The astonishing thing isn’t that we’re wrong so often (see below) but that given the amplifying power of our platforms, we’re unable to yell loud enough to make our predictions self-fulfilling prophecies. In English: You’d think that being featured by a big publisher or at a big conference would be enough in and of itself to make something undeserving a hit. Alas, only Oprah can do that.

So, why are we wrong? Why does your boss/in-law/friend/VC/editor/pundit always get it wrong?

Because they measure ‘presentation.’ Not just the PPT presentation, but the way an idea feels. How does it present. Is it catchy? Clever? Familiar? We measure whether or not it agrees with our worldview and our sense of the way the world is.

The problem is that hits change worldviews. Hits change our senses. Hits appeal to people other than the gatekeepers and then the word spreads.

How? Through persistence and hard work and constant revision. By getting through the Dip.

If I have a skill in developing stuff, it’s in ignoring these people. Purple Cow was turned down by my old publisher and a few others. Squidoo was dissed by some of the best in the business (the site is about to hit 8 mm monthly page views). The Dip was a hard sell to my agent and my publisher.

No one ‘pre-predicted’ the astonishing success of Flickr or Google or Twitter or Bill Clinton’s first run for President. Sure, it was easy to connect the dots after the fact, but that doesn’t count.

Of course, there are plenty of failures to go around (I know that I’ve got more than plenty). Just because everyone hates it doesn’t mean it’s good. Execution is everything. Execution and persistence and the ability to respond to the market far outweigh a pundit’s gut instinct. But, the thing to remember is this: if everyone loves it, it is almost certain to have troubles.

In fact, my rule of thumb is this: if the right people like it, I’m not trying hard enough.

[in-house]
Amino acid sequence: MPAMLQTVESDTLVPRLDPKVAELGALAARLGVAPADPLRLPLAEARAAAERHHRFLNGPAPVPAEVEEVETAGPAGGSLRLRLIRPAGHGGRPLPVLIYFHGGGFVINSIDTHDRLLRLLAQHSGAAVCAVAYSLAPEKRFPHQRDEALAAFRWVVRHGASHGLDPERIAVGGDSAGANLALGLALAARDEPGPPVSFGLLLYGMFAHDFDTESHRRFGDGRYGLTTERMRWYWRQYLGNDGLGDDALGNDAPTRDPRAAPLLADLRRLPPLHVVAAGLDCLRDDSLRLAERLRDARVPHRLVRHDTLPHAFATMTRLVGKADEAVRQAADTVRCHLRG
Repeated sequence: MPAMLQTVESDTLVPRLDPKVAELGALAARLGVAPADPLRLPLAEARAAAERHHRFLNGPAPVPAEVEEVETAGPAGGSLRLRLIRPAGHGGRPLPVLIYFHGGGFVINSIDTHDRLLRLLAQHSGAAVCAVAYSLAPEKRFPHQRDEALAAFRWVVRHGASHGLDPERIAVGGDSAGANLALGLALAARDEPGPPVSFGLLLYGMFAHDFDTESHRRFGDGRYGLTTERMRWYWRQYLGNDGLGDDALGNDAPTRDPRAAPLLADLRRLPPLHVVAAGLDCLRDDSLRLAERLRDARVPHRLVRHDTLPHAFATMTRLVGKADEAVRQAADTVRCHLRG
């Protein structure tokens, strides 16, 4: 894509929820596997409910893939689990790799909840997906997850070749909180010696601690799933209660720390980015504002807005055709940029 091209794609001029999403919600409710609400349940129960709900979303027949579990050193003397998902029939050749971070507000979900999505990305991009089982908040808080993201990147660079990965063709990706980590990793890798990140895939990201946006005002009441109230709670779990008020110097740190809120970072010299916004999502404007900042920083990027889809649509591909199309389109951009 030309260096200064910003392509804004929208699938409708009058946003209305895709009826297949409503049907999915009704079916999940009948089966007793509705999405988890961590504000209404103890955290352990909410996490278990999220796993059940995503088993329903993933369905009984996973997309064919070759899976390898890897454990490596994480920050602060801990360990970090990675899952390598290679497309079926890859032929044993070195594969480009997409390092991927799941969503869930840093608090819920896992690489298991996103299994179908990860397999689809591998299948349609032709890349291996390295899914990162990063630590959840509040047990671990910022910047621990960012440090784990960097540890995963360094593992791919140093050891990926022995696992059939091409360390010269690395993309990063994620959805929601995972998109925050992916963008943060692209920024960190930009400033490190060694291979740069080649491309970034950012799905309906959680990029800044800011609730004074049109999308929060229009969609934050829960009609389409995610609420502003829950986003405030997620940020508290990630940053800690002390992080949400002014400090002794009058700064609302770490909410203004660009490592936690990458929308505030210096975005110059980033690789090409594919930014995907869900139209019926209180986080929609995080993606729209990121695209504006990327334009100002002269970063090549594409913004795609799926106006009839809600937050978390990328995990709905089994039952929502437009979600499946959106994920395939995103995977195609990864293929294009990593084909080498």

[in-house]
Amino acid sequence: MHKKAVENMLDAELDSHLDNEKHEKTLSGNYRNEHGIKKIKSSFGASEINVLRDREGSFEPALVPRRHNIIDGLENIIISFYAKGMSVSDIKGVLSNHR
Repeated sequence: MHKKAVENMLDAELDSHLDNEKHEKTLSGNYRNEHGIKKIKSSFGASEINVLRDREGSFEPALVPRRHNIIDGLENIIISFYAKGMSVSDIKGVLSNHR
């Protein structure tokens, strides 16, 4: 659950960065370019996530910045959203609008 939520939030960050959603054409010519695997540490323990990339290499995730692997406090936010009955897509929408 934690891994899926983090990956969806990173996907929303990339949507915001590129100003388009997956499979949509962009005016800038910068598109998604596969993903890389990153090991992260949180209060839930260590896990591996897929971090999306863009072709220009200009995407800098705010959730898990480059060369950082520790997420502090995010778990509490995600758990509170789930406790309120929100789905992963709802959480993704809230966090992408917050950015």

The Dip

But are you really serious about it?

I did a gig in New York today about the Dip and it went really well. Afterward, someone asked me a question about his new business.

I asked back, "if you accomplish that, will you be seen by your audience as the best in the world, or will you be seen as doing your best?"

He didn’t have to answer. He got it.

If you’re doing your best, only your AYSO soccer coach cares. If you’re the best in the world, the market cares. The secret, if you have limited resources (don’t we all) is to make ‘world’ small enough that you can actually accomplish that.


Maybe the reason it seems that price is all your customers care about is…

… that you haven’t given them anything else to care about.

And your lucky number


Someone has created a business dynasty around machines that give you your weight (well, sort of, within a few pounds) and your lucky number. Questions:  Which Turnpike visitors use these machines? Which doctors recommend them? Is the number really lucky? 

The Dip

My favorite line from my favorite reviewer

Here’s what Richard Pachter wrote about the Dip today:

The one possible weakness of this otherwise terrific little volume is that it is aimed solely at people who are creative, intelligent and want to succeed. Those who are mediocre, unmotivated or just coasting through life will probably not get much from Godin. He is not an elitist, but his message is squarely aimed at those who want to succeed or at least achieve excellence.

Who should you hire?

Most fast-growing organizations are looking for people who can get stuff done.

There is a fundamental shift in rules from manual-based work (where you follow instructions and an increase in productivity means doing the steps faster) to project-based work (where the instructions are unknown, and visualizing outcomes and then getting things done is what counts.)

And yet, we’re still trying to hire people who have shown an ability to follow instructions.

I’m almost done with my (sold out) book tour,  and the biggest pleasure of the project was working with people who totally understand what it is to get things done.

Derek in Ann Arbor, Rajesh, Edith and Deepika in Silicon Valley, Matt in Tempe and Phil in Salt Lake each led huge teams of people (with no infrastructure.) They invented, described, networked, wheedled and most of all, organized. They didn’t do it because it was their job, and they didn’t have organizational authority. They just did it.

That’s who I would hire.